Subject: Re: [LSF/MM TOPIC] Drop ext2/ext3 codebase? When?
Date: Thursday 3rd February 2011 15:08:18 UTC (over 7 years ago)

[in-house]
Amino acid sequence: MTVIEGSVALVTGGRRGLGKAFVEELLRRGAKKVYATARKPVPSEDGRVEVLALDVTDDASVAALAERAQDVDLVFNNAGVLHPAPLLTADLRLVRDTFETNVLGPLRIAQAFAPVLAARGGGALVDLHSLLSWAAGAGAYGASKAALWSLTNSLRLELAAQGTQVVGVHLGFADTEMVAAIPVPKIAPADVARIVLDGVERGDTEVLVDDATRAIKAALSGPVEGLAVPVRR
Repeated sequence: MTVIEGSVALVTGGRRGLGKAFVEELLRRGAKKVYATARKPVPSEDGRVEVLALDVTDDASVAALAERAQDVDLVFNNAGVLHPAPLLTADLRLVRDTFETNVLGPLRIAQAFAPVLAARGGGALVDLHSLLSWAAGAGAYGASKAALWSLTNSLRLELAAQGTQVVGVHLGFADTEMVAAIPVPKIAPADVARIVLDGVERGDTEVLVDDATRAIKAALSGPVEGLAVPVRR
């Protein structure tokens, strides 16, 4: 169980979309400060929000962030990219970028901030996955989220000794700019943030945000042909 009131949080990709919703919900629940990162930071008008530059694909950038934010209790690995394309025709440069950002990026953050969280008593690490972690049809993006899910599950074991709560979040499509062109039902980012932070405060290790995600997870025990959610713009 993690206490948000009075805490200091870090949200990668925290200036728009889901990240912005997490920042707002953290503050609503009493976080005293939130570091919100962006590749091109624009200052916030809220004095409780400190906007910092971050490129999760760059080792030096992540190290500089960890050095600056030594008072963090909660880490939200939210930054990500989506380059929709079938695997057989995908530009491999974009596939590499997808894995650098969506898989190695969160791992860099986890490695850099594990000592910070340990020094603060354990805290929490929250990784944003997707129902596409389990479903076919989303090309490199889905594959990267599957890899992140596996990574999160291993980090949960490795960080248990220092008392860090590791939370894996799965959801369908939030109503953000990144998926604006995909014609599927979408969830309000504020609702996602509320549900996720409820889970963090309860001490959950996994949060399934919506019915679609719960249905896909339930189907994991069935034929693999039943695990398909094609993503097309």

On 2/3/11 8:40 AM, Jan Kara wrote: > Hi, > > I'm not completely sure this is interesting for enough people but maybe > it is... > > As you well know, there are three independent code bases in kernel > implementing ext-based filesystems - ext2, ext3, and ext4. Of course it > costs some effort to maintain them all in a reasonably good condition so > once in a while someone comes and proposes we should drop one of ext2, ext3 > or both. So I'd like to gather input what people think about this - should > we ever drop ext2 / ext3 codebases? If yes, under what condition do we deem > it is OK to drop it? > > To give some facts: > Feature-wise, ext4 should now be almost a superset of both ext2 and > ext3. ext4 has nojournal mode to simulate ext2, looking at the code I only > don't see XIP support in ext4, arguably also nobh-mode but I personally > feel that these days the complication in the code isn't worth it. As far as > I know it should be backward compatible to writeably mount ext2/ext3 > filesystem with ext4 (i.e., no incompatible features should be turned on > magically). > > On the other hand there are differences noticeable under some conditions - > e.g. delayed allocation, data=ordered mode of ext3 gives better data > integrity than that of ext4 in practice (it's just a side effect we never > promised but app developers somehow got used to it ;), different allocation > decisions, and I believe there are more of these subtle differences. I think that ext4 with nodelalloc should mostly mimic ext3 in those cases, no? > Then of course there is the factor of the codebase itself: Ext2 - ~9k > lines, Ext3+JBD - 24k lines, Ext4+JBD2 - 43k lines. Ext2 codebase is so > simple that it sometimes serves as a "model filesystem". But arguably it > also bitrots slowly so copy-and-pasting from ext2 need not be clever idea > anymore. Yep at one point it was asserted that ext2 was a model filesystem and should therefore be kept around, but I agree with you that it may not really serve that purpose too well. While I'm no fan of having 3 kinda-similar codebases that must be maintained, my concerns would be: 1) ext4 is still in active development, and may introduce instabilities that ext3 would otherwise avoid. 2) ext4's more, um ... unique option combinations probably get next to no testing in the real world. So while we can say that noextent, nodelalloc is mostly like ext3, in practice, does that ever really get much testing? If we can have a real plan for moving in this direction though, I'd support it. I'm just not sure how we get enough real testing under our belts to be comfortable with dropping ext, especially as most distros now default to ext4 anyway. -Eric > Honza -- To unsubscribe from this list: send the line "unsubscribe linux-ext4" in the body of a message to [email protected] More majordomo info at http://vger.kernel.org/majordomo-info.html